SA's best bowling attack since readmission?
In the wake of South Africa's crushing victory over New Zealand in Hamilton, Tristan Holme asks if this is South Africa's most complete bowling attack since isolation.
'The South African bowling unit is almost famous, but not nearly as famous as it should be,' began Chris Rattue's column in the New Zealand Herald on Monday. It was a good place to start, because while there have been instances of inept batting from New Zealand in the series so far, there have also been some good innings and yet no-one has been able to get on top of South Africa's bowlers. Such has been the relentlessness of the pressure the Proteas have exerted as a unit that New Zealand have had no answer.
Vernon Philander grabbed the headlines once more, and yet midway through the third morning it was Morne Morkel who had seemed the pick of the bowlers in the second innings. The two Test pitches we have had so far have not been as helpful as the scores have suggested, but South Africa's refusal to let their foot off the gas when the ball has gone soft has been the difference between a normal Test match and a three-day affair. Even when there is nothing happening, all five bowlers have found a way to be threatening in a defensive manner.
Morkel's 1 for 26 in 13 overs during the second innings typified that. Bowling into a slight breeze he alternated between troubling the batsmen with the short ball, and zoning in on the top of off stump. Doug Bracewell was his only wicket, but the pressure he created exhausted the batsmen, wearing them down to a point where they no longer had the mental strength to deal with the skill of Philander and Dale Steyn.
Steyn had performed a similar role in Dunedin, where he bowled well but not brilliantly, while Jacques Kallis' spell on the third morning not only kept New Zealand on the back foot but brought the key wicket of Daniel Vettori. It was a spell which showed that, even when South Africa's weakest bowler was on, the batsmen were under threat.
Sitting in the press conference room a few hours later the thought dawned that, pound for pound, this could well be South Africa's most complete bowling attack since readmission. "It'll be up there I think," agreed assistant coach Russell Domingo. "We've obviously had great individual bowlers in [Shaun] Pollock and [Allan] Donald, Fanie de Villiers, Brian McMillan. But as a unit this is probably one of the top bowling units that South Africa has produced because there's no bowler that you can target. Everybody's at you all the time and knows what's expected of him and has the skills to execute it."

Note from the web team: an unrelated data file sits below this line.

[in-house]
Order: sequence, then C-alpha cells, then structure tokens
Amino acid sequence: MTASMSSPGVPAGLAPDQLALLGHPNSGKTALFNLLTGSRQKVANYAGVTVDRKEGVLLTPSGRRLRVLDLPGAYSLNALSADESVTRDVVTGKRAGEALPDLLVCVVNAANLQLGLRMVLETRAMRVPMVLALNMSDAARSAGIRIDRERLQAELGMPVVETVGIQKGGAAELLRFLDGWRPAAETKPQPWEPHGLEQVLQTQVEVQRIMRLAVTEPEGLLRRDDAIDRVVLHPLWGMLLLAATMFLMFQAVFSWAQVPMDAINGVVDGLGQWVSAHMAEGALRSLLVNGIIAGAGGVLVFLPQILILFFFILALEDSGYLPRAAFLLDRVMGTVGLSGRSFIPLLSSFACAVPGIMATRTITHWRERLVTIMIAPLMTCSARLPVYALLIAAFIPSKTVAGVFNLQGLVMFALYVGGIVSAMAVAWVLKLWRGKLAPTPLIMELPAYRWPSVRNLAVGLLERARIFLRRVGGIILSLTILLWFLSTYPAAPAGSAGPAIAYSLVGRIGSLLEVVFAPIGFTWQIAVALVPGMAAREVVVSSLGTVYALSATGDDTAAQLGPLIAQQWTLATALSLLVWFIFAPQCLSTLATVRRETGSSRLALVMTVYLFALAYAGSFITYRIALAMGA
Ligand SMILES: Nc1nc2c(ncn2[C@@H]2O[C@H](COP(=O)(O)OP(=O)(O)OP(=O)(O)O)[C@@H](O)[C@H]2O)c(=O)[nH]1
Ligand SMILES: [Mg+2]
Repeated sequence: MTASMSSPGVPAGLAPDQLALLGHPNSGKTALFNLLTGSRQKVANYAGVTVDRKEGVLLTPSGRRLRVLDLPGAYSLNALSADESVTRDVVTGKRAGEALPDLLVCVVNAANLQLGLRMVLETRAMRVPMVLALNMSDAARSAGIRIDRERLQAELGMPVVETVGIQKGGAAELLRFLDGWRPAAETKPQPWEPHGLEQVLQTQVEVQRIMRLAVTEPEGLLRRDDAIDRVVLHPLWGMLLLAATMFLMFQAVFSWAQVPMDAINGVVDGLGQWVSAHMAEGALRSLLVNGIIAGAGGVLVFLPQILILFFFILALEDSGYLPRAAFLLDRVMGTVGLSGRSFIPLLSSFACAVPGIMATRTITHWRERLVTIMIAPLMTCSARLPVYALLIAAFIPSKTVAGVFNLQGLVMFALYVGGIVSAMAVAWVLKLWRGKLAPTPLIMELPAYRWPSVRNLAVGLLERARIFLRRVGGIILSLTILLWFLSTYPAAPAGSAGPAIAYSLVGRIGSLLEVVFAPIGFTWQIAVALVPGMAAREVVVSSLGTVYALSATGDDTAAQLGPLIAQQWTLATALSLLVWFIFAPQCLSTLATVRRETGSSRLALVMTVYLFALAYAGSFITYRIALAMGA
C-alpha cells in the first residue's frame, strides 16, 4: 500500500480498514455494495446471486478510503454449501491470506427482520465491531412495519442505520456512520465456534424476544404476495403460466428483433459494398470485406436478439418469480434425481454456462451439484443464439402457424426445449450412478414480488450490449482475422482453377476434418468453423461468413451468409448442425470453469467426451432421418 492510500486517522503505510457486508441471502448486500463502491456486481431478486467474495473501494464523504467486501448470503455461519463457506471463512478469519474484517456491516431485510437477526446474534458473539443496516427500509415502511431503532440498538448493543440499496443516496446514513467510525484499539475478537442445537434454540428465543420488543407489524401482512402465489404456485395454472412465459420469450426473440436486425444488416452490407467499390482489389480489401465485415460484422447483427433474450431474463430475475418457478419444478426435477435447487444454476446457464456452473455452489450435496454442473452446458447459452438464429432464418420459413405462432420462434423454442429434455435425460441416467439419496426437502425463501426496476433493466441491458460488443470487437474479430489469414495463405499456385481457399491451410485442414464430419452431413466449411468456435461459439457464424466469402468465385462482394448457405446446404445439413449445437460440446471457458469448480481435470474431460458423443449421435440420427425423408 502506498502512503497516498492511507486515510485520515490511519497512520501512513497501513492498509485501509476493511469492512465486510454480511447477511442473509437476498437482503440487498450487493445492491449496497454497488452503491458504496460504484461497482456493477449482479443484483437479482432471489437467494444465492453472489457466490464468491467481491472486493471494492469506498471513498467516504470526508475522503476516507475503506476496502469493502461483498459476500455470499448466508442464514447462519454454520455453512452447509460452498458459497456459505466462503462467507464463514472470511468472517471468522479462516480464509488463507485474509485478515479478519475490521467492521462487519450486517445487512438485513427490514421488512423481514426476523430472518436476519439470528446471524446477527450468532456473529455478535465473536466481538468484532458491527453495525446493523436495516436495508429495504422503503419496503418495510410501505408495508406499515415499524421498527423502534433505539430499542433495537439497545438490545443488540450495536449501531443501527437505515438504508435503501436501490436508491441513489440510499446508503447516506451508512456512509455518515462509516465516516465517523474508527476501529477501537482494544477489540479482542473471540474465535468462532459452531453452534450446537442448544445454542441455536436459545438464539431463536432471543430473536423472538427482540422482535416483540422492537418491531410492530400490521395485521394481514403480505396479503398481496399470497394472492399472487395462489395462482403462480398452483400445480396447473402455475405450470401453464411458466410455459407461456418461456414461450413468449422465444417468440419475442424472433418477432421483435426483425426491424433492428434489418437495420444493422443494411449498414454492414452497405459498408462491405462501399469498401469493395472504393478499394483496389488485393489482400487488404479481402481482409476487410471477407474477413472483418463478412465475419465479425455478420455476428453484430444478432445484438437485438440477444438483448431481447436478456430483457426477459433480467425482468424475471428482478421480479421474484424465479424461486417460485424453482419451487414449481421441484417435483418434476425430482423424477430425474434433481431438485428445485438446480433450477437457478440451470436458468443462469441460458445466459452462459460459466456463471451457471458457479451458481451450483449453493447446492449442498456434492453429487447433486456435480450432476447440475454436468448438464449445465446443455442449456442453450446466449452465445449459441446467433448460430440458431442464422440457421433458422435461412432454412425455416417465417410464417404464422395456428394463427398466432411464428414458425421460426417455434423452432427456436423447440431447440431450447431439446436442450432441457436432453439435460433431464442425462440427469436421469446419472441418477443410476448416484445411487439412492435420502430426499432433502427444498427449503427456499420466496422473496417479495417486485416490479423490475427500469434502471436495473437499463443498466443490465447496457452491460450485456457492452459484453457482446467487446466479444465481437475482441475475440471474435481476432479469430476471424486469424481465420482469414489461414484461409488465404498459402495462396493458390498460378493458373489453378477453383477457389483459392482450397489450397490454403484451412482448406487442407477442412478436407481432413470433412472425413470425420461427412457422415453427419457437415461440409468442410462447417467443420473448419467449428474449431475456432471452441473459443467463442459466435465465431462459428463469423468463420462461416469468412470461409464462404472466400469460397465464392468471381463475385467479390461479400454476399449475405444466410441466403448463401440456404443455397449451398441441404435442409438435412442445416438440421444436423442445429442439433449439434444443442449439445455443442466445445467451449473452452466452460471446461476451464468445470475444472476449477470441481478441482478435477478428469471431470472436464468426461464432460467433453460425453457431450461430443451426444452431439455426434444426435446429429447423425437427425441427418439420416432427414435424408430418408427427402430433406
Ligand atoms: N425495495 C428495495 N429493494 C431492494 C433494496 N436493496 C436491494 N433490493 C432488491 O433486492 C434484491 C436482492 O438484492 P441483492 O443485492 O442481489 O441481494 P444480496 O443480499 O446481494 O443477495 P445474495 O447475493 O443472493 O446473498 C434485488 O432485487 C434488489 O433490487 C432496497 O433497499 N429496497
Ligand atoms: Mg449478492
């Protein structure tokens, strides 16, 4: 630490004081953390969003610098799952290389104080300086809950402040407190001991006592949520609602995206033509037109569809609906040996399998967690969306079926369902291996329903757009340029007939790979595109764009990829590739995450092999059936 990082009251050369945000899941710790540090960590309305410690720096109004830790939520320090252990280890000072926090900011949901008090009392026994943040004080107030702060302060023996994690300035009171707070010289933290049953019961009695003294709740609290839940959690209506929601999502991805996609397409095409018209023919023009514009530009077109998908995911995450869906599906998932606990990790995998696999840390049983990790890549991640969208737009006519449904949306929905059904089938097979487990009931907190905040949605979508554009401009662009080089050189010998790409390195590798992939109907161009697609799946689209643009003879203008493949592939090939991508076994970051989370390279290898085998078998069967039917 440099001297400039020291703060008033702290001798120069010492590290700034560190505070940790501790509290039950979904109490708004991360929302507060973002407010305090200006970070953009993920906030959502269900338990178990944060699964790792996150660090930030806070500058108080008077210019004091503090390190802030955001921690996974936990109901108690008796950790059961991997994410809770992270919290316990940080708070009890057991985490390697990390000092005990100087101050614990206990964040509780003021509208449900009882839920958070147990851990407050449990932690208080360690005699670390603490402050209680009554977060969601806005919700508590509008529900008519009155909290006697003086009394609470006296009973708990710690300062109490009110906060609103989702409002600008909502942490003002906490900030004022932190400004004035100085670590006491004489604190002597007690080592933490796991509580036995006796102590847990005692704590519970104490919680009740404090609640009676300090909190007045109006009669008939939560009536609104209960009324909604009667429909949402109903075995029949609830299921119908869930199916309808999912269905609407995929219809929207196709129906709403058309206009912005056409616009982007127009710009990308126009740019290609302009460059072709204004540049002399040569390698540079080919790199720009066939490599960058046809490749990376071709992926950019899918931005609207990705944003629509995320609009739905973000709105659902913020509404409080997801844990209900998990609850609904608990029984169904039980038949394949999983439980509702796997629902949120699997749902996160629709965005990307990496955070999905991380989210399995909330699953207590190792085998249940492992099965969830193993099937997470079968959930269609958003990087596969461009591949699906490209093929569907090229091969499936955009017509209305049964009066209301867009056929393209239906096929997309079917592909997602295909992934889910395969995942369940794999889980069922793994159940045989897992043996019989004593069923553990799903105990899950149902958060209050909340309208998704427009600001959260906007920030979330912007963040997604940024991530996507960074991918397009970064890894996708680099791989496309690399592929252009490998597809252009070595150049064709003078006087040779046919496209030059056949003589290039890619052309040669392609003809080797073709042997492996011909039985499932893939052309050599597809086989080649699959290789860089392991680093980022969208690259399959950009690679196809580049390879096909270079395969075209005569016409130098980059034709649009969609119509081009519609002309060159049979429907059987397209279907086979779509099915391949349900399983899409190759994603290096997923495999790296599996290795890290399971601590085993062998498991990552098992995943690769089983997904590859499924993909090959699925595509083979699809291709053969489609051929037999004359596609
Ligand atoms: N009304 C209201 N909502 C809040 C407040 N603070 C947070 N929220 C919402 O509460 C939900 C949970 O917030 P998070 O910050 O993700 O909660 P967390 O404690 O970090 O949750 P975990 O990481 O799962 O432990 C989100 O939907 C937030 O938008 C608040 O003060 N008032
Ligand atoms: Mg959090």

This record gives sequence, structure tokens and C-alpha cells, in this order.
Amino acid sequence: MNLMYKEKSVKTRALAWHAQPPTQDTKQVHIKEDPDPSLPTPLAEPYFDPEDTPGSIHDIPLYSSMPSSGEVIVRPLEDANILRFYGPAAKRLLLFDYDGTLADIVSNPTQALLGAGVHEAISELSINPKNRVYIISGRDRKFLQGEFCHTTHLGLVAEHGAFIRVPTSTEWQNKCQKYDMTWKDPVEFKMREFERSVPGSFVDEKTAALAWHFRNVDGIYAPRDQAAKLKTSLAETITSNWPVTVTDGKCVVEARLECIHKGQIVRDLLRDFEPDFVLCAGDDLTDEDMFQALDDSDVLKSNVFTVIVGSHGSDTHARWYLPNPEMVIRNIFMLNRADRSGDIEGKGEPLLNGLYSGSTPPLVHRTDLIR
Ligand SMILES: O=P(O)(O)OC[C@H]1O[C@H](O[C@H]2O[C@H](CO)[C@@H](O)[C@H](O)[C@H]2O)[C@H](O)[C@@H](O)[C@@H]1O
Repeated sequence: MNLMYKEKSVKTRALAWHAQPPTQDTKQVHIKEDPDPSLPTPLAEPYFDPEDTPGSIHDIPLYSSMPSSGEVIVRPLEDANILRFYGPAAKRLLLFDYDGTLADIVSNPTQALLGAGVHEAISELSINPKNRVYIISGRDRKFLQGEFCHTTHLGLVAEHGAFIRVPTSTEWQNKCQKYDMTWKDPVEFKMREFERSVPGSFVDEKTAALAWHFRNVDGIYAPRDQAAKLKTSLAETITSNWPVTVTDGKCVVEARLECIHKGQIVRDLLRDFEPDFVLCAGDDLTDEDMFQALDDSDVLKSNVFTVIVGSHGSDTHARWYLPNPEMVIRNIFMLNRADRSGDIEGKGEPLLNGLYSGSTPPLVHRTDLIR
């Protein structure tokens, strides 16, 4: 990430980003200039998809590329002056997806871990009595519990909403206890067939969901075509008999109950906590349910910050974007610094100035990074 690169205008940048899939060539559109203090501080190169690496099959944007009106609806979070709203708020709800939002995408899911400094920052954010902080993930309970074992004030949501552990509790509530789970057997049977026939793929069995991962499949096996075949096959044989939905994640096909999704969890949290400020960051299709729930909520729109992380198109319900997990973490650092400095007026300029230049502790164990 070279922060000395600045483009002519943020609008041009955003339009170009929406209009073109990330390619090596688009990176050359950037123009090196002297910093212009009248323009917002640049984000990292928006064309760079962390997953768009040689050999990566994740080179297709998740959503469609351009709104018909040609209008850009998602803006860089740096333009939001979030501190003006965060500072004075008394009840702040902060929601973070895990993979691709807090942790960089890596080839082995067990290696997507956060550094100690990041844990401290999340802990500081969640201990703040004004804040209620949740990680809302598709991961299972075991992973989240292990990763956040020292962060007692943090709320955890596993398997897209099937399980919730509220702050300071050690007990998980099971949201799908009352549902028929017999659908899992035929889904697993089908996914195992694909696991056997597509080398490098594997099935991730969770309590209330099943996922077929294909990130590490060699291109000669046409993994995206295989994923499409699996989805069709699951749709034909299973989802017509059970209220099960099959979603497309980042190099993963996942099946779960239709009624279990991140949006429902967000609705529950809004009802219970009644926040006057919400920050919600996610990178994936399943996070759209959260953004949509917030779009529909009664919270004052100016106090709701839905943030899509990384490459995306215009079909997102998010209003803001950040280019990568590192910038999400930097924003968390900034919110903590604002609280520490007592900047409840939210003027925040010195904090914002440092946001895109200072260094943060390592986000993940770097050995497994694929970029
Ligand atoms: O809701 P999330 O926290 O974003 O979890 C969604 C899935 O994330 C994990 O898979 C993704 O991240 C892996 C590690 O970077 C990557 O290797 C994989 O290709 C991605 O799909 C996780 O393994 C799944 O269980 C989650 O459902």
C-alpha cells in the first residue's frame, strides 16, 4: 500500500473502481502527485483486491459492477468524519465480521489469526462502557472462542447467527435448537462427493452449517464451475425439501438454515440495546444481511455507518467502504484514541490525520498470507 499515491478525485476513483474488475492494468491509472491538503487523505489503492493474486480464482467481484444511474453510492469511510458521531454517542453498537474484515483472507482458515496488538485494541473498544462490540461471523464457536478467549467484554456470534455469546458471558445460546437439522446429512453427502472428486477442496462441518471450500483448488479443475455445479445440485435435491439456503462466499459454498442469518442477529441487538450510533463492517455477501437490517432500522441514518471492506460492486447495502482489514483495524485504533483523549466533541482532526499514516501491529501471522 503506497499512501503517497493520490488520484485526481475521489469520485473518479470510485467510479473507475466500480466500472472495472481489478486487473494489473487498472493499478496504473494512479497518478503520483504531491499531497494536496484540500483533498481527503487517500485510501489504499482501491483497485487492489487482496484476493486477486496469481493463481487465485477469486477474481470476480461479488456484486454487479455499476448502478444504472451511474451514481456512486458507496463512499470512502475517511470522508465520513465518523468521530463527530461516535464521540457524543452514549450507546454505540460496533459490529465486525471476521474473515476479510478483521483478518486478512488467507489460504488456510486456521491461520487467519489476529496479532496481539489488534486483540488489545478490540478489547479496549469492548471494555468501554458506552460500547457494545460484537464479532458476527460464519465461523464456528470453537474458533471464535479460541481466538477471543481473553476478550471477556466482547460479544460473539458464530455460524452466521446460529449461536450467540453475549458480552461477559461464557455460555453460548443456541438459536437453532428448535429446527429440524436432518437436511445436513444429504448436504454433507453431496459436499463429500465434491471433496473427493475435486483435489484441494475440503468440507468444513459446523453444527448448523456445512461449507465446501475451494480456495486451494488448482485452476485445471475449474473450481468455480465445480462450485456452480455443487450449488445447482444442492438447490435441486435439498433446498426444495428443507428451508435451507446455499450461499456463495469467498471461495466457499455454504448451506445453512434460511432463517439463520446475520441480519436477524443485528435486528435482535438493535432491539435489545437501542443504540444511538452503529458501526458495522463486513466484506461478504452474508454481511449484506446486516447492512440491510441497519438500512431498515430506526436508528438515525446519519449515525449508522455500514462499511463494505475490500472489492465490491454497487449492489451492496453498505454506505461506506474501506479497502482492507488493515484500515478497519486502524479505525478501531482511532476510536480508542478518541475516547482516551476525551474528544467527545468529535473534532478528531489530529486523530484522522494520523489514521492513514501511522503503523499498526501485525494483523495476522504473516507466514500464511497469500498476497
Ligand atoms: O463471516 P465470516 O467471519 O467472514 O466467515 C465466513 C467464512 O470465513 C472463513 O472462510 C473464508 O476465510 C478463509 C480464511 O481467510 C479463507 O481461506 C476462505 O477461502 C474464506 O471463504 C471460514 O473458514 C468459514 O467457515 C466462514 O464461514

South Africa have had some wonderful pace attacks in the last 20 years. The 1994 side that drew home and away series against Australia contained Donald, de Villiers, McMillan and Craig Matthews, while the 2008 team that won series in England and Australia had Steyn, Morkel and Makhaya Ntini, with Kallis providing able back-up.
Yet so often down the years the Proteas have lacked an attacking spinner. Pat Symcox played in the famous win in Sydney in 1994, but his bark was generally bigger than his bite. Left-arm spinners Nicky Boje and Paul Harris have performed admirable jobs for extended periods of time and made vital contributions to memorable victories, but while both boasted excellent control, their purpose rarely went beyond holding up an end for the fast bowlers.
Paul Adams is the closest South Africa have come to a serious spinner. In early 1996 he joined Donald, Pollock, McMillan, Kallis and Hansie Cronje in an attack that bowled England out for 153 and 157 to wrap up a series win at Newlands. That combination has a fair claim to the title of most complete unit, but the current crop has every opportunity to usurp it. Steyn looks set to at least match Donald's record, while Philander has shown in his six Tests that he has the control of Pollock but perhaps a touch more skill. Morkel is a new-ball bowler in his own right, forced into first-change by the success of the other two, whereas McMillan was always a back-up man.
The only question remaining is Imran Tahir. In seven Tests he is yet to encounter a helpful pitch, and while his 18 wickets have come at 37 he certainly hasn't disgraced himself. An economy rate of 3.25 is higher than Harris and Boje but what he is trying to do is very different. South Africa's needs have forced him to temper his attacking nature slightly, but a wicked googly means he is always a wicket-taking threat.
"He's taken 500 first-class wickets and has done so with lots of variations, so one issue we've worked on is for him to be patient with his pace and variations, and make batsmen work him through the off-side. He's shown that in this Test," Donald told me during the Dunedin clash.
"I'm sure he would love a four-for or five-for somewhere," Smith said after the win in Hamilton. "Ultimately he's doing his role. He's not going at fours or fives - he's going at sort of 2.8/3 per over so he's holding the game for us still. I'm hoping that when we get on that real turner that he'll come to the party and pick up some crucial wickets."
That chance won't come in Wellington this week, where a bouncy pitch is likely to give the seamers more help than the spinners, and so Tahir's biggest test is yet to come. Should he pass with flying colours when it does eventually roll around, this attack's coronation as South Africa's finest since isolation will surely be complete.